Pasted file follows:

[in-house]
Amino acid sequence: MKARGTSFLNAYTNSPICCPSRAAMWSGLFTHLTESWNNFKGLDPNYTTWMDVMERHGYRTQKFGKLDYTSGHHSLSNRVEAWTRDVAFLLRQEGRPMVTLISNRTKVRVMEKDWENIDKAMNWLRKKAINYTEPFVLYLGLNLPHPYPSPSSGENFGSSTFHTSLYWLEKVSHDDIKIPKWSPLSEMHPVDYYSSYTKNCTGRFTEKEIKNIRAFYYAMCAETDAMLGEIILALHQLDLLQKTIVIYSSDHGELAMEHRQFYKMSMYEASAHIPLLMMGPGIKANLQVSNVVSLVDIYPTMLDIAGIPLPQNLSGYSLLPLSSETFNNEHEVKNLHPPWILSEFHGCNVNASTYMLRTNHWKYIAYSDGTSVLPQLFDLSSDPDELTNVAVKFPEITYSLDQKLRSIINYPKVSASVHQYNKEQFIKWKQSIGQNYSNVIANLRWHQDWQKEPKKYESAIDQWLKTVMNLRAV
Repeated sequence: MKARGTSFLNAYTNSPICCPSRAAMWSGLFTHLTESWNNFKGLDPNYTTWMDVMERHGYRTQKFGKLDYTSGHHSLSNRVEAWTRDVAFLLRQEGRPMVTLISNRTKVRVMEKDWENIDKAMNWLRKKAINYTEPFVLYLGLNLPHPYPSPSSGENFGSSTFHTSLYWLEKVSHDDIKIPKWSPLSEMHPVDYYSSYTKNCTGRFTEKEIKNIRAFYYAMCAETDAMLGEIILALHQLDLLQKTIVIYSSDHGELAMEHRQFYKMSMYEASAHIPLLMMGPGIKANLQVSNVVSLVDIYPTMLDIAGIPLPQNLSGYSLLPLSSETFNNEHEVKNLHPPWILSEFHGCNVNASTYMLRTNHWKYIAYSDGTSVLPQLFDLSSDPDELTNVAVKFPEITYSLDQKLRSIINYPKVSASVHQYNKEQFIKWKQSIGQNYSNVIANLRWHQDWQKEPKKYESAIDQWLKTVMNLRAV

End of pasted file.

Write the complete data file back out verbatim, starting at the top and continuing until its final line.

[in-house]
Amino acid sequence: MKARGTSFLNAYTNSPICCPSRAAMWSGLFTHLTESWNNFKGLDPNYTTWMDVMERHGYRTQKFGKLDYTSGHHSLSNRVEAWTRDVAFLLRQEGRPMVTLISNRTKVRVMEKDWENIDKAMNWLRKKAINYTEPFVLYLGLNLPHPYPSPSSGENFGSSTFHTSLYWLEKVSHDDIKIPKWSPLSEMHPVDYYSSYTKNCTGRFTEKEIKNIRAFYYAMCAETDAMLGEIILALHQLDLLQKTIVIYSSDHGELAMEHRQFYKMSMYEASAHIPLLMMGPGIKANLQVSNVVSLVDIYPTMLDIAGIPLPQNLSGYSLLPLSSETFNNEHEVKNLHPPWILSEFHGCNVNASTYMLRTNHWKYIAYSDGTSVLPQLFDLSSDPDELTNVAVKFPEITYSLDQKLRSIINYPKVSASVHQYNKEQFIKWKQSIGQNYSNVIANLRWHQDWQKEPKKYESAIDQWLKTVMNLRAV
Repeated sequence: MKARGTSFLNAYTNSPICCPSRAAMWSGLFTHLTESWNNFKGLDPNYTTWMDVMERHGYRTQKFGKLDYTSGHHSLSNRVEAWTRDVAFLLRQEGRPMVTLISNRTKVRVMEKDWENIDKAMNWLRKKAINYTEPFVLYLGLNLPHPYPSPSSGENFGSSTFHTSLYWLEKVSHDDIKIPKWSPLSEMHPVDYYSSYTKNCTGRFTEKEIKNIRAFYYAMCAETDAMLGEIILALHQLDLLQKTIVIYSSDHGELAMEHRQFYKMSMYEASAHIPLLMMGPGIKANLQVSNVVSLVDIYPTMLDIAGIPLPQNLSGYSLLPLSSETFNNEHEVKNLHPPWILSEFHGCNVNASTYMLRTNHWKYIAYSDGTSVLPQLFDLSSDPDELTNVAVKFPEITYSLDQKLRSIINYPKVSASVHQYNKEQFIKWKQSIGQNYSNVIANLRWHQDWQKEPKKYESAIDQWLKTVMNLRAV